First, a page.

Across Kansas and Iowa, Minnesota and Wisconsin, I listened as ball games played out across the midwestern summer. Unfamiliar announcers' voices blended with the unforgettable murmur of the crowds, the timeless crack of the bat. Some things I could count on.

When I got to Chicago, a friend announced that he had found me a ticket to the Giants-Cubs game and thirty people to keep me company. In South Bend, Indiana, another friend surprised me with tickets to a minor league game and a chance to see Bobby Bonds Jr.—Bobby's son and Barry's younger brother—at Stanley Coveleski field, home of the Double A South Bend White Sox. My friend didn't know about Bobby and me. He just knew that I loved the game. But it seemed a good omen.

When I got to Cooperstown, I mailed my brother a postcard of Willie Mays. It was the closest I could get. Bobby's not in the Hall. He's still on the field, where he belongs.


A friend recently tried hypnosis to calm a fear of driving. Now, every time she feels nervous, she returns in her mind to the most peaceful scene she could imagine—a curve of beach, waves rushing ashore, the sand radiating warmth as she lies soaking up the sun.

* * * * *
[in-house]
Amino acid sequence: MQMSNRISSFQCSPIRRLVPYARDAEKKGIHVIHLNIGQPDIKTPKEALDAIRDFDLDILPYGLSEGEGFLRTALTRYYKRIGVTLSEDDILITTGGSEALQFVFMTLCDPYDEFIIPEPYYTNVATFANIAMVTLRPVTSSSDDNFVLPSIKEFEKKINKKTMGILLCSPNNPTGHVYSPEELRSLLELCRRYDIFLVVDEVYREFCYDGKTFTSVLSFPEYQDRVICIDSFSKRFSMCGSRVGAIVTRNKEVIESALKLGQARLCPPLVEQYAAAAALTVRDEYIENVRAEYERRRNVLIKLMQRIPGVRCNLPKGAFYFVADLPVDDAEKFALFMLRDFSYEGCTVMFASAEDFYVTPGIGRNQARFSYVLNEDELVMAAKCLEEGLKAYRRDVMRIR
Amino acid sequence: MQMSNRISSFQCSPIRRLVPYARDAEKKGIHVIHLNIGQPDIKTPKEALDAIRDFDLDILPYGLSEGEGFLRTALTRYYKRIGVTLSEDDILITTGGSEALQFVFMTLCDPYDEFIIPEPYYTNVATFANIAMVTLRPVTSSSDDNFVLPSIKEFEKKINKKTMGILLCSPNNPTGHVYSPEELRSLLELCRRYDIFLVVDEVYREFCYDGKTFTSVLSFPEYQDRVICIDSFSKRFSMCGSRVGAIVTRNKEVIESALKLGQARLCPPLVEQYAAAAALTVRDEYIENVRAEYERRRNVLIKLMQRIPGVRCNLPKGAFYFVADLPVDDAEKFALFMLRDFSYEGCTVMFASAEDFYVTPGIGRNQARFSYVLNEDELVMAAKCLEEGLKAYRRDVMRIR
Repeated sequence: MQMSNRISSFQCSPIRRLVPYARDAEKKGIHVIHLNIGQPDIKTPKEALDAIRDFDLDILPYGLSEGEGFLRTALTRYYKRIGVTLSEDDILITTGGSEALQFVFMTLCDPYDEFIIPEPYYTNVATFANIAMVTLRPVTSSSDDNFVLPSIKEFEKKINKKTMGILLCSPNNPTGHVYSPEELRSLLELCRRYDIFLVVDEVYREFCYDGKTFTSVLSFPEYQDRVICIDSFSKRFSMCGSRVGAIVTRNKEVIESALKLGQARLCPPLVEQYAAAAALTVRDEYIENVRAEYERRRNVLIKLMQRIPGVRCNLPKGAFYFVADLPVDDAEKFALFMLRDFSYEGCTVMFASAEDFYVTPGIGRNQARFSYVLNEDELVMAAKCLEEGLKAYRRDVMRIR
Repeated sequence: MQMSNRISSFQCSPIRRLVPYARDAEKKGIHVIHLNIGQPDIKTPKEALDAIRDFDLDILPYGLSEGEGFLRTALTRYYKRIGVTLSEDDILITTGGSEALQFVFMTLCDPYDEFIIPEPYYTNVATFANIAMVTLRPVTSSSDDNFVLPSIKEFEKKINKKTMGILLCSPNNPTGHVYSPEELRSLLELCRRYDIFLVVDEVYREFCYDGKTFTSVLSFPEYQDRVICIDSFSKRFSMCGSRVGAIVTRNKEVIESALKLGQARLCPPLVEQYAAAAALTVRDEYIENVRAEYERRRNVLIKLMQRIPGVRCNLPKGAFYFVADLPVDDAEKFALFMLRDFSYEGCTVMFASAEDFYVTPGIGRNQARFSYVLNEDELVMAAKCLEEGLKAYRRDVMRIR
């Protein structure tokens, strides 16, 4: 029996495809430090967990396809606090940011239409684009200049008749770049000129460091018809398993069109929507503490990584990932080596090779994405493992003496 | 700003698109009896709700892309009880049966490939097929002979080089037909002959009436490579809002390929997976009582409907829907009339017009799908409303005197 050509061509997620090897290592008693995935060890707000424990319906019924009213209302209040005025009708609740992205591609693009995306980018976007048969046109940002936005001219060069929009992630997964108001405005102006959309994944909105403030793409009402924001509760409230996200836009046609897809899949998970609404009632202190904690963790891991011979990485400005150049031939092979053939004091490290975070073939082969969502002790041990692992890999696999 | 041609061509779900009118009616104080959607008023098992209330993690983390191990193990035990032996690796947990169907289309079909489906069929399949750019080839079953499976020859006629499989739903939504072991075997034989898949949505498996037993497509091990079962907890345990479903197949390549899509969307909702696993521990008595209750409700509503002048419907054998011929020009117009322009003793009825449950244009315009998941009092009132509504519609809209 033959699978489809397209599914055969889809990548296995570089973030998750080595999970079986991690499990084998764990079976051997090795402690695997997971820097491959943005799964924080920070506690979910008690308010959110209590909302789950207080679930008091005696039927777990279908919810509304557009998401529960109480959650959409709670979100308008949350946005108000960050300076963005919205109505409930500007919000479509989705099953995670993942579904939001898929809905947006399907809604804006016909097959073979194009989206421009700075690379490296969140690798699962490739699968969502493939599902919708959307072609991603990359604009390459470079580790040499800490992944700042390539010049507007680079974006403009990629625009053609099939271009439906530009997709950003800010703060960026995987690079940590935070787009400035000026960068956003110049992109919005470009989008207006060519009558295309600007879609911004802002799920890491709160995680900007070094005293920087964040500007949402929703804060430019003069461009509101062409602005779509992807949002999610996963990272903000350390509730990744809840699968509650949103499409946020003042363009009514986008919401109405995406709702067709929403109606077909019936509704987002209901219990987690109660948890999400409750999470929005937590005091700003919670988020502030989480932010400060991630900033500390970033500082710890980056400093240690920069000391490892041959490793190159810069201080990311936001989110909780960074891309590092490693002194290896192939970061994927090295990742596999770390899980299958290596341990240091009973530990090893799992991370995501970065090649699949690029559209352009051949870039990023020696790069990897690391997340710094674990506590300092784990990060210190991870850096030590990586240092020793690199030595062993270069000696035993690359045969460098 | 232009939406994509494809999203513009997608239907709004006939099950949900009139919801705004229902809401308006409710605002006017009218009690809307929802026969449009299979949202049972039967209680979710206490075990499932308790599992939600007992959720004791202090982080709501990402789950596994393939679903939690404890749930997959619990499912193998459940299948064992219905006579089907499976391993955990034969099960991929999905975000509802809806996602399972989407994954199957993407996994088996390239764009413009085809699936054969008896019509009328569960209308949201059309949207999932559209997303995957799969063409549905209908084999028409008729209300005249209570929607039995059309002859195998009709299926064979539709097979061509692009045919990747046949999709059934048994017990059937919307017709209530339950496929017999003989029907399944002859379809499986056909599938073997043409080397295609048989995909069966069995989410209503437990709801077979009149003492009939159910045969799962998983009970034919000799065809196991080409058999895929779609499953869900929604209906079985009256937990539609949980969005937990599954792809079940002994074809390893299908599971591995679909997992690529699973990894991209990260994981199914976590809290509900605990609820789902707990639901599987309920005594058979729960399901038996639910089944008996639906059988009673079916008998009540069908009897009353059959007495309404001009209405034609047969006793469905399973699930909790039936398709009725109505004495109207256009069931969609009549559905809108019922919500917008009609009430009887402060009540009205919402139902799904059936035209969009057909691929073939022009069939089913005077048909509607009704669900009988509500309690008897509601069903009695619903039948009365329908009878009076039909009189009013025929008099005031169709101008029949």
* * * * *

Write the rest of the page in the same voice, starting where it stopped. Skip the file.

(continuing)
Every now and then, when my gradually stabilizing world hits a divet, I try to picture myself on her beach, but the image transforms in my mind: Eyes closed, I lie in the dappled shade of a grassy slope, wind rustling the willow leaves drooping overhead, listening to the stop-start rhythm of the radio announcers, the soothing murmur of the crowd falling between sentences.


JAMIE SPENCER is a medical writer and editor for HealthNews. She now lives in eastern Massachusetts where she avidly follows the Red Sox with husband Mark, son Tom, and new baby daughter Sophie, who joined the roster in late May.

© 2002 Jamie Spencer


In the Batter's BoxBring Us HomeOn the NewsstandSample an Issue
Submit a storyTell a FriendAdvertise with usOur First at batPrivacy Statement

© 1999 - 2006 Elysian Fields Quarterly Web Master Dahlke Designs